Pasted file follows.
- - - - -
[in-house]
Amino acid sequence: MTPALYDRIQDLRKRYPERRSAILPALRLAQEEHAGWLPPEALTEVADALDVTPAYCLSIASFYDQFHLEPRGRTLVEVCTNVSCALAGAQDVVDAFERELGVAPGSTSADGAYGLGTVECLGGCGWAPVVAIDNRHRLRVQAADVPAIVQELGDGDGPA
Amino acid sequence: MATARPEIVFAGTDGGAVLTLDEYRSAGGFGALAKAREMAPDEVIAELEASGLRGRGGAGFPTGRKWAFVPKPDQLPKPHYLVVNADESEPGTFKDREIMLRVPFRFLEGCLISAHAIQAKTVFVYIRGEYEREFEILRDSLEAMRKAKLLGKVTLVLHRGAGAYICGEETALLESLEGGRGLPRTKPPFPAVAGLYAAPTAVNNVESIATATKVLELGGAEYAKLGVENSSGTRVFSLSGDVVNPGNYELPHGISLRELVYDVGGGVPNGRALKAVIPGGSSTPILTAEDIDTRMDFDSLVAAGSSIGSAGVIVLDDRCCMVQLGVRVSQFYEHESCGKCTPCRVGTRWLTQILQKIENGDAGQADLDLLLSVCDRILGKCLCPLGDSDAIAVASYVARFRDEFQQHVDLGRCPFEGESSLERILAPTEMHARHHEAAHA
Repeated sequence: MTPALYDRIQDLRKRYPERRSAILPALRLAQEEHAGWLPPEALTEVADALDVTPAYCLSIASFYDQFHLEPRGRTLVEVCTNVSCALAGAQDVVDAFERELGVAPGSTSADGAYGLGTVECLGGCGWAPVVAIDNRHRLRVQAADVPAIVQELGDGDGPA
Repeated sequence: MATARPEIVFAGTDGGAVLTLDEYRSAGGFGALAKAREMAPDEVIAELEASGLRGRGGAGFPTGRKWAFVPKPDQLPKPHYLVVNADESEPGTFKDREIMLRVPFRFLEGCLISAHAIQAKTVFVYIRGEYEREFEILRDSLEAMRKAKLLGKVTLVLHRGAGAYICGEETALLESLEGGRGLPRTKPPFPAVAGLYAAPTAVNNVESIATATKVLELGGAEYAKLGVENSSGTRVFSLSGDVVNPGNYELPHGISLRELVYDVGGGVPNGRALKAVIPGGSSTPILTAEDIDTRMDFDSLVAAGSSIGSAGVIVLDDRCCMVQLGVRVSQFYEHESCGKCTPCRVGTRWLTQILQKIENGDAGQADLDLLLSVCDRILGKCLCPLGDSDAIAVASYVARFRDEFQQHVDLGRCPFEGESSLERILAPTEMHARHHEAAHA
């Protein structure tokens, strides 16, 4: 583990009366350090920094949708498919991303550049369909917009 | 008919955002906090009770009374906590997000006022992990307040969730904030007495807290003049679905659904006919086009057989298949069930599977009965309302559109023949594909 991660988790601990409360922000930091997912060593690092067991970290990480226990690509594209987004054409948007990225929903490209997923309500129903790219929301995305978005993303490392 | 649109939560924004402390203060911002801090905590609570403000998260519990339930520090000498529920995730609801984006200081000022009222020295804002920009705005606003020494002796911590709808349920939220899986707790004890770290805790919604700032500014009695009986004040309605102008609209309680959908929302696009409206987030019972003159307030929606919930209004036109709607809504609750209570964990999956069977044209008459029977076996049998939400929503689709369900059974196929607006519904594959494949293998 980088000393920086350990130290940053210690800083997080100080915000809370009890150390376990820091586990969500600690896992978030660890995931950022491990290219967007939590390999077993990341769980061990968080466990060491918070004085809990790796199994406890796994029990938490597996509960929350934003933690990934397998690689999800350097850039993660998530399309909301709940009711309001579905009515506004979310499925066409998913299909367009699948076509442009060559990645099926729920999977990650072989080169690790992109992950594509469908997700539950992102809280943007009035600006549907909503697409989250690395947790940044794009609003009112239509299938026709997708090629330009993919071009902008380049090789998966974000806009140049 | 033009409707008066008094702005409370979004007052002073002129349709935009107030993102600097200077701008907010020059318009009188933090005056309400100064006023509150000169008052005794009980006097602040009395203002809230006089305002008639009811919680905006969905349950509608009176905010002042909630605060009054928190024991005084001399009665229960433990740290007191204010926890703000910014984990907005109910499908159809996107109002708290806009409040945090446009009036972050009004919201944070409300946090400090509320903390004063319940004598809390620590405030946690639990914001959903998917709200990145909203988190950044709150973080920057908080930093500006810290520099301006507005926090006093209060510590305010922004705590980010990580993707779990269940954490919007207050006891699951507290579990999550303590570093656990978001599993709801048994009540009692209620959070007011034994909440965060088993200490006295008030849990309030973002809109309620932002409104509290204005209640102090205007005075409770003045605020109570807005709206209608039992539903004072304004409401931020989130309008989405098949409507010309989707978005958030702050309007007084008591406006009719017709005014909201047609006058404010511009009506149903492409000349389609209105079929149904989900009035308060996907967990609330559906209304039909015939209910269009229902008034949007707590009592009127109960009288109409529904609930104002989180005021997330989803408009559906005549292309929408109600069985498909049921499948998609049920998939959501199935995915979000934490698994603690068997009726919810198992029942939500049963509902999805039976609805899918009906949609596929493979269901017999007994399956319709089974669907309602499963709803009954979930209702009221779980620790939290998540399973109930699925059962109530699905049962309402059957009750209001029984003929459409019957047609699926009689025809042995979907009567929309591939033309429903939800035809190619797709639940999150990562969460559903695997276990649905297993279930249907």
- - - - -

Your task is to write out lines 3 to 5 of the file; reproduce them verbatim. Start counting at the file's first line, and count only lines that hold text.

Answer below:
Amino acid sequence: MATARPEIVFAGTDGGAVLTLDEYRSAGGFGALAKAREMAPDEVIAELEASGLRGRGGAGFPTGRKWAFVPKPDQLPKPHYLVVNADESEPGTFKDREIMLRVPFRFLEGCLISAHAIQAKTVFVYIRGEYEREFEILRDSLEAMRKAKLLGKVTLVLHRGAGAYICGEETALLESLEGGRGLPRTKPPFPAVAGLYAAPTAVNNVESIATATKVLELGGAEYAKLGVENSSGTRVFSLSGDVVNPGNYELPHGISLRELVYDVGGGVPNGRALKAVIPGGSSTPILTAEDIDTRMDFDSLVAAGSSIGSAGVIVLDDRCCMVQLGVRVSQFYEHESCGKCTPCRVGTRWLTQILQKIENGDAGQADLDLLLSVCDRILGKCLCPLGDSDAIAVASYVARFRDEFQQHVDLGRCPFEGESSLERILAPTEMHARHHEAAHA
Repeated sequence: MTPALYDRIQDLRKRYPERRSAILPALRLAQEEHAGWLPPEALTEVADALDVTPAYCLSIASFYDQFHLEPRGRTLVEVCTNVSCALAGAQDVVDAFERELGVAPGSTSADGAYGLGTVECLGGCGWAPVVAIDNRHRLRVQAADVPAIVQELGDGDGPA
Repeated sequence: MATARPEIVFAGTDGGAVLTLDEYRSAGGFGALAKAREMAPDEVIAELEASGLRGRGGAGFPTGRKWAFVPKPDQLPKPHYLVVNADESEPGTFKDREIMLRVPFRFLEGCLISAHAIQAKTVFVYIRGEYEREFEILRDSLEAMRKAKLLGKVTLVLHRGAGAYICGEETALLESLEGGRGLPRTKPPFPAVAGLYAAPTAVNNVESIATATKVLELGGAEYAKLGVENSSGTRVFSLSGDVVNPGNYELPHGISLRELVYDVGGGVPNGRALKAVIPGGSSTPILTAEDIDTRMDFDSLVAAGSSIGSAGVIVLDDRCCMVQLGVRVSQFYEHESCGKCTPCRVGTRWLTQILQKIENGDAGQADLDLLLSVCDRILGKCLCPLGDSDAIAVASYVARFRDEFQQHVDLGRCPFEGESSLERILAPTEMHARHHEAAHA